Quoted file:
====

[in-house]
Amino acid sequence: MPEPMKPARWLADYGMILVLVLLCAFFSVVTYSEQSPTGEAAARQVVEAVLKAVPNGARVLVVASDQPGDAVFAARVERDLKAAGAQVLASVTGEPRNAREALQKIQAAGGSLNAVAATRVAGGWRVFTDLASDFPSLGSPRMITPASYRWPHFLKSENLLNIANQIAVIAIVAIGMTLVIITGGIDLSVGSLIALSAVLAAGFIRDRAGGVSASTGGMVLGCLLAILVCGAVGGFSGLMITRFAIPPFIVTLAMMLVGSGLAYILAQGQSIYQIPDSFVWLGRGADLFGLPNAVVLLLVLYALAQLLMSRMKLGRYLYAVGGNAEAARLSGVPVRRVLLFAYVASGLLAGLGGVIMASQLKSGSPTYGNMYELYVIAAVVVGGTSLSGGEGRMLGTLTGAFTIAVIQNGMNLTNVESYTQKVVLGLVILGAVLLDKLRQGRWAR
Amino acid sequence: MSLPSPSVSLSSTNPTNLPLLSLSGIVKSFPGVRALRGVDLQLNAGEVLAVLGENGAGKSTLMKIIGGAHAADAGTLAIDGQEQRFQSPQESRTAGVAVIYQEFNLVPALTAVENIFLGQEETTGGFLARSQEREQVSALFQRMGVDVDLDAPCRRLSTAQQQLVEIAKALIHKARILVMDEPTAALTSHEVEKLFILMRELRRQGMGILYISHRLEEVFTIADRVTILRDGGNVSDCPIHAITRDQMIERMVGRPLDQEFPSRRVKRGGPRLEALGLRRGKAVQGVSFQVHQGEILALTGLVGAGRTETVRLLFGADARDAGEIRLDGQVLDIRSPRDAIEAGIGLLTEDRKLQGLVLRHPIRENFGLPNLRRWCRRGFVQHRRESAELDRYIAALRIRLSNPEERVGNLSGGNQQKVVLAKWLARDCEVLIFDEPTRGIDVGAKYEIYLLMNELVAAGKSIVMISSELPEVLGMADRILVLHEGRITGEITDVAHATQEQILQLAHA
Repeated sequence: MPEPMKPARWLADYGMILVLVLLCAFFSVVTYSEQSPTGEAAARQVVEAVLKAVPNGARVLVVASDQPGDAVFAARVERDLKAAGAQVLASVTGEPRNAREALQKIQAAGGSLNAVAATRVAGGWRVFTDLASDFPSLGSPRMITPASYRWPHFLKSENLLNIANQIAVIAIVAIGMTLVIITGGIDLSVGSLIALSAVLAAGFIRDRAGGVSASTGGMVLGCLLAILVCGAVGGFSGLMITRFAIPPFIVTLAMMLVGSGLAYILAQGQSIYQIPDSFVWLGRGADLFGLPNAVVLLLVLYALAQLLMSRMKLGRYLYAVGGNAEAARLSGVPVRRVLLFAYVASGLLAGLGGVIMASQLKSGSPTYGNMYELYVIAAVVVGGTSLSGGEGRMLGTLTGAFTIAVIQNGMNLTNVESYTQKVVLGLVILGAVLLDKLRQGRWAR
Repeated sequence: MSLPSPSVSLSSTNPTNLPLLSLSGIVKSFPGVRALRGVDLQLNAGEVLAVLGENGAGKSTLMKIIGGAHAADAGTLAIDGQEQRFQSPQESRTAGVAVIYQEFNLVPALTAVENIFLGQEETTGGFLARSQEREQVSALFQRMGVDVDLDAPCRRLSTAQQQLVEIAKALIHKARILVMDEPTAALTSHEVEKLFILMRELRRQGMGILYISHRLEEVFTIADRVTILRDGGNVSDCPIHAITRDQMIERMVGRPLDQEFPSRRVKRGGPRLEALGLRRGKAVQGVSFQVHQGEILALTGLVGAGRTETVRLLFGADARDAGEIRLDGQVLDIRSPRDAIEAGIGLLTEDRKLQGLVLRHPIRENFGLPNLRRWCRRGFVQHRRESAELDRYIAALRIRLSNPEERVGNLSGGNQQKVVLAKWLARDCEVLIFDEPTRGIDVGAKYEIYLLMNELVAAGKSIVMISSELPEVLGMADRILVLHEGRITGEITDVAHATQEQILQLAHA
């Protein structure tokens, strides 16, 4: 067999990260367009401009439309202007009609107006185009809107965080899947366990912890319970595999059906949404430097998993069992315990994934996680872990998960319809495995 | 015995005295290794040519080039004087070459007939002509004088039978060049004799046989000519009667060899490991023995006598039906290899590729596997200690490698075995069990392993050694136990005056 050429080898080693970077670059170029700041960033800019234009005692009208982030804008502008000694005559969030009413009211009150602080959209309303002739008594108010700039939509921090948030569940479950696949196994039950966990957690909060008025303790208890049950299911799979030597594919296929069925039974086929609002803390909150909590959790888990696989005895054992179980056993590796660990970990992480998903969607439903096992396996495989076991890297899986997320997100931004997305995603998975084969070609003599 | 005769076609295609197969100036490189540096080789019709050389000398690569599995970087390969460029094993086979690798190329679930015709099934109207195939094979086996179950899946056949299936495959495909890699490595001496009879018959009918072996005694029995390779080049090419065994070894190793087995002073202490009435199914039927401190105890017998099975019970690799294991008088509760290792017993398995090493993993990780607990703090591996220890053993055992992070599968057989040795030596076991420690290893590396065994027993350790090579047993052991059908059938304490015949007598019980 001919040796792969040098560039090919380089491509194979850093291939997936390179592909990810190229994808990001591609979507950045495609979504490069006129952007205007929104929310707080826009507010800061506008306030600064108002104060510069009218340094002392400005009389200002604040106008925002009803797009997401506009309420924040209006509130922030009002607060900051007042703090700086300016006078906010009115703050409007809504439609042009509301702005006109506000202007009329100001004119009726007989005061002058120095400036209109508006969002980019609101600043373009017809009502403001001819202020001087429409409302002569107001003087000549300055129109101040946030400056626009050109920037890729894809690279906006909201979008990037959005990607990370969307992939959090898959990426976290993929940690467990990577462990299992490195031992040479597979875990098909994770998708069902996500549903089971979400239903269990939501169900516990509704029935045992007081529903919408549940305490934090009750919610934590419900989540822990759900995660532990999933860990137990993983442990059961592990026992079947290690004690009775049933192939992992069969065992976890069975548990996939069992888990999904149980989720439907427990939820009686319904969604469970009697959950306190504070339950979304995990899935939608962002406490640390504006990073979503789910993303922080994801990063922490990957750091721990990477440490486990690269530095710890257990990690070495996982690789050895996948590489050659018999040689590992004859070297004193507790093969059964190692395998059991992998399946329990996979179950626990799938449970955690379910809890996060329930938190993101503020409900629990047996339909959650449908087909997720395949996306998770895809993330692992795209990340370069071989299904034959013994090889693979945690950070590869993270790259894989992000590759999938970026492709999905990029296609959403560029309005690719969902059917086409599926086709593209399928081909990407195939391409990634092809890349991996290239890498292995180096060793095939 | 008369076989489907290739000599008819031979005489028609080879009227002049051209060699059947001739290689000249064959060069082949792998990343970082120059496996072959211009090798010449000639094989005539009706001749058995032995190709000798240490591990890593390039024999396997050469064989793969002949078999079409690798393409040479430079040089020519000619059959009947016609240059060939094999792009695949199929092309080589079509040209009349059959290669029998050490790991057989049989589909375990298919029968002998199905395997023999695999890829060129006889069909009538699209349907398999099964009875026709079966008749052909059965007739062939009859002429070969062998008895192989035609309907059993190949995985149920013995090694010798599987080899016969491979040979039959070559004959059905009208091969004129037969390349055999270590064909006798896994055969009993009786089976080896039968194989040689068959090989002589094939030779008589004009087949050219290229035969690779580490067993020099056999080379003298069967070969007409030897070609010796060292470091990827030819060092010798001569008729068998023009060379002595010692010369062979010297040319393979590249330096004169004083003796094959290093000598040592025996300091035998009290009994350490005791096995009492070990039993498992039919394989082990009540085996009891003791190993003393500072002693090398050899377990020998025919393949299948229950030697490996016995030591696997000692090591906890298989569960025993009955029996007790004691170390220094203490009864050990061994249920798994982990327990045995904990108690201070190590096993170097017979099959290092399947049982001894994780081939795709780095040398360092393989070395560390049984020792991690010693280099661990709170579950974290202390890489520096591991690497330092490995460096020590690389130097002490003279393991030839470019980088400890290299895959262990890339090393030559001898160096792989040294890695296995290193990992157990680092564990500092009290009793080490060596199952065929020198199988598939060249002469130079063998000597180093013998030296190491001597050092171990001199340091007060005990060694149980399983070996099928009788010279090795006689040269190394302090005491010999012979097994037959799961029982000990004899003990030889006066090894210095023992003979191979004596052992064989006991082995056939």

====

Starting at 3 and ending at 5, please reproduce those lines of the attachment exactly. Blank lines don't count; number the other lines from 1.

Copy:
Amino acid sequence: MSLPSPSVSLSSTNPTNLPLLSLSGIVKSFPGVRALRGVDLQLNAGEVLAVLGENGAGKSTLMKIIGGAHAADAGTLAIDGQEQRFQSPQESRTAGVAVIYQEFNLVPALTAVENIFLGQEETTGGFLARSQEREQVSALFQRMGVDVDLDAPCRRLSTAQQQLVEIAKALIHKARILVMDEPTAALTSHEVEKLFILMRELRRQGMGILYISHRLEEVFTIADRVTILRDGGNVSDCPIHAITRDQMIERMVGRPLDQEFPSRRVKRGGPRLEALGLRRGKAVQGVSFQVHQGEILALTGLVGAGRTETVRLLFGADARDAGEIRLDGQVLDIRSPRDAIEAGIGLLTEDRKLQGLVLRHPIRENFGLPNLRRWCRRGFVQHRRESAELDRYIAALRIRLSNPEERVGNLSGGNQQKVVLAKWLARDCEVLIFDEPTRGIDVGAKYEIYLLMNELVAAGKSIVMISSELPEVLGMADRILVLHEGRITGEITDVAHATQEQILQLAHA
Repeated sequence: MPEPMKPARWLADYGMILVLVLLCAFFSVVTYSEQSPTGEAAARQVVEAVLKAVPNGARVLVVASDQPGDAVFAARVERDLKAAGAQVLASVTGEPRNAREALQKIQAAGGSLNAVAATRVAGGWRVFTDLASDFPSLGSPRMITPASYRWPHFLKSENLLNIANQIAVIAIVAIGMTLVIITGGIDLSVGSLIALSAVLAAGFIRDRAGGVSASTGGMVLGCLLAILVCGAVGGFSGLMITRFAIPPFIVTLAMMLVGSGLAYILAQGQSIYQIPDSFVWLGRGADLFGLPNAVVLLLVLYALAQLLMSRMKLGRYLYAVGGNAEAARLSGVPVRRVLLFAYVASGLLAGLGGVIMASQLKSGSPTYGNMYELYVIAAVVVGGTSLSGGEGRMLGTLTGAFTIAVIQNGMNLTNVESYTQKVVLGLVILGAVLLDKLRQGRWAR
Repeated sequence: MSLPSPSVSLSSTNPTNLPLLSLSGIVKSFPGVRALRGVDLQLNAGEVLAVLGENGAGKSTLMKIIGGAHAADAGTLAIDGQEQRFQSPQESRTAGVAVIYQEFNLVPALTAVENIFLGQEETTGGFLARSQEREQVSALFQRMGVDVDLDAPCRRLSTAQQQLVEIAKALIHKARILVMDEPTAALTSHEVEKLFILMRELRRQGMGILYISHRLEEVFTIADRVTILRDGGNVSDCPIHAITRDQMIERMVGRPLDQEFPSRRVKRGGPRLEALGLRRGKAVQGVSFQVHQGEILALTGLVGAGRTETVRLLFGADARDAGEIRLDGQVLDIRSPRDAIEAGIGLLTEDRKLQGLVLRHPIRENFGLPNLRRWCRRGFVQHRRESAELDRYIAALRIRLSNPEERVGNLSGGNQQKVVLAKWLARDCEVLIFDEPTRGIDVGAKYEIYLLMNELVAAGKSIVMISSELPEVLGMADRILVLHEGRITGEITDVAHATQEQILQLAHA